Installing the technology in a selected number of vehicles means an individual driver on the ground will be safer, but across a whole fleet, businesses can use the technology to lower collective insurance premiums and reduce risk exposure, protecting business returns and adding to the business’ bottom line. 

Supercharging the supply chain in times of crisis 

If the past year has taught businesses anything, it’s that the ability to be agile and connected, real-time communication are both key to keeping supply chains running during and beyond times of crisis.

Fleet optimisation has been commonplace for some time, but the insights generated by the IoT are opening up new opportunities for companies to make drivers and vehicles an extension of the business, wherever they are operating. Not only can it identify potential threats in real-time, alerting drivers of issues in their immediate surroundings, but it can also feed this information – and more – back up to fleet managers, who have fuller visibility across the chain and can use the information to inform more intelligent decision-making.

Being aware of how every part of your distributed workforce is operating has never been important given whole global networks are in limbo. Reporting this quickly and effectively can help drive greater efficiency, safety, and cost savings for businesses as a whole, whether big or small. 

How Hazel 4D’s Intelligent Load Stability system is the risk-free choice in pallet-wrapping


In buying and procurement, you’re under constant pressure to make the right choices – the most efficient, effective, robust or low-risk… so what if we were to say that when it comes to pallet-wrapping we could answer all of those needs? We challenged ourselves, with some help from our customers, to see if we could offer a truly ‘risk-free’ Hazel 4D solution.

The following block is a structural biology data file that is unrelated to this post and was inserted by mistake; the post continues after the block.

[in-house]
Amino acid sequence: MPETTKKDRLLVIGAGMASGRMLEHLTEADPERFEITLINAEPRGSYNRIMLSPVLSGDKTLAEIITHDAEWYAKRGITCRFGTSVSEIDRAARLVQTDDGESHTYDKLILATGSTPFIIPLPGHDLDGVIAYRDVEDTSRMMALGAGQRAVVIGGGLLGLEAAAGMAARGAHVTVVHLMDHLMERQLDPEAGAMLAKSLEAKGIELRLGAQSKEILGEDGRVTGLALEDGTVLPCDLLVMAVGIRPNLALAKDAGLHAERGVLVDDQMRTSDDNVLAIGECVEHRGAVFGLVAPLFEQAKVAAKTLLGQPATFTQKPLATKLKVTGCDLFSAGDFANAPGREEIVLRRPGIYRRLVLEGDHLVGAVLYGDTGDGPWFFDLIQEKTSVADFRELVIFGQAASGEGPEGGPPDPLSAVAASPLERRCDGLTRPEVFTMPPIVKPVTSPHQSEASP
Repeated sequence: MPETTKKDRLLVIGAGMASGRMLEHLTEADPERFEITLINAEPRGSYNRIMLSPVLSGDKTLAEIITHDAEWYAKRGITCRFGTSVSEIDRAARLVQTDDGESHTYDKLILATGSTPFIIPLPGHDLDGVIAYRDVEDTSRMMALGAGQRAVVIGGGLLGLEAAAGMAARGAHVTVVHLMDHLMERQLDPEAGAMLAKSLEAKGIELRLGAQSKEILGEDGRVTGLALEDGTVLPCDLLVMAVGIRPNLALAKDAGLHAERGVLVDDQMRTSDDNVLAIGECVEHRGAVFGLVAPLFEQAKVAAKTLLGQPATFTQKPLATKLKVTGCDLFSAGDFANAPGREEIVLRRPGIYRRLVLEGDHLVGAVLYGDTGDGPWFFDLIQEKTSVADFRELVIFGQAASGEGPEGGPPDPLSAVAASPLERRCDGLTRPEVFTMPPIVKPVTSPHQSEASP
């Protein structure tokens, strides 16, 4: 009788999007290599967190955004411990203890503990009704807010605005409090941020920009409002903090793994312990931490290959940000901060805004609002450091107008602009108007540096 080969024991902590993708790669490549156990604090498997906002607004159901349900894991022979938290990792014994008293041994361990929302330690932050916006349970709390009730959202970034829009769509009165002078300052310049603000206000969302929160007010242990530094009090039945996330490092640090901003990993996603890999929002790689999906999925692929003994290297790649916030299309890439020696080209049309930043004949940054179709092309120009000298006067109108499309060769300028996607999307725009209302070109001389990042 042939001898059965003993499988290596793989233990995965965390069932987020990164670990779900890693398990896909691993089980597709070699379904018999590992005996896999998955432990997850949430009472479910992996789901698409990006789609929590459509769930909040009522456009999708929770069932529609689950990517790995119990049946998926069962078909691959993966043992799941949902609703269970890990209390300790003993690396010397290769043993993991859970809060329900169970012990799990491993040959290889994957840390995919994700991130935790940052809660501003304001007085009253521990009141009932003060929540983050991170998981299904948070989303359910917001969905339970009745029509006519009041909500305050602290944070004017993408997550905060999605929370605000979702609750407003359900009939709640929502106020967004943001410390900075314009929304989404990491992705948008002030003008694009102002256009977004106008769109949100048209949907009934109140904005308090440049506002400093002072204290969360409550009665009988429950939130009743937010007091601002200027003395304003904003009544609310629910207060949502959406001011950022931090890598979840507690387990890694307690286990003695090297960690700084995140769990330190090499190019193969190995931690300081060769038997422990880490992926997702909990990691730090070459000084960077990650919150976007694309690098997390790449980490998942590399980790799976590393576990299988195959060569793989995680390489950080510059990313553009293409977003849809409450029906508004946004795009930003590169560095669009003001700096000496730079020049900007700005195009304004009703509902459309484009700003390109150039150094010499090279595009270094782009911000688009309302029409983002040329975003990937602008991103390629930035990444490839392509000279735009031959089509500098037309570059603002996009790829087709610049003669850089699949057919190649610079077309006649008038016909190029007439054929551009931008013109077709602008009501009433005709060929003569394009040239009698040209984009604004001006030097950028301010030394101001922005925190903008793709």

And we think we’ve got an offer that means Hazel 4D customers are making the right choice for their spend, efficiency, safety and reputation. That’s great news for their employers, their colleagues, customers and their own peace of mind.

We’ve built our business on trust, reliability and smart, efficient, safe solutions. We really care about minimising risk to ourselves and our customers – that’s why we’re the only supplier in the UK to deliver machinery, consumables, technical support and optimisation expertise in one easy-to-access load stability solution.

So we asked some of our procurement customers about the risk factors they’d consider in choosing their wrap solution and suppliers, and we challenged ourselves to answer each of those risks. Here’s how we did:

“Buyers really want to know that the supply is stable – it’s all very well having a great set-up but if pallet wrap is shipping from abroad, or anything gets in the way, it throws everything.”

  • We keep a huge supply of our film in-house because continuity matters to us too. So if there was any interruption to supply we have plenty in stock and wouldn’t feel an impact for several weeks.
  • Like most of our customers, we’ve been tested by the lockdown. Not only have we sustained our supply, but we’ve kept up our service too, conducting virtual machine installations by delivering the machines ready to ‘plug and play’, and even installing machines in under 24 hours. Nothing has stopped us!

“For me pallet stability is top priority – if I can go home at night knowing that’s as good as it can be, I’m happy. I don’t want to come in to be told someone’s been hurt, or to damaged returns.”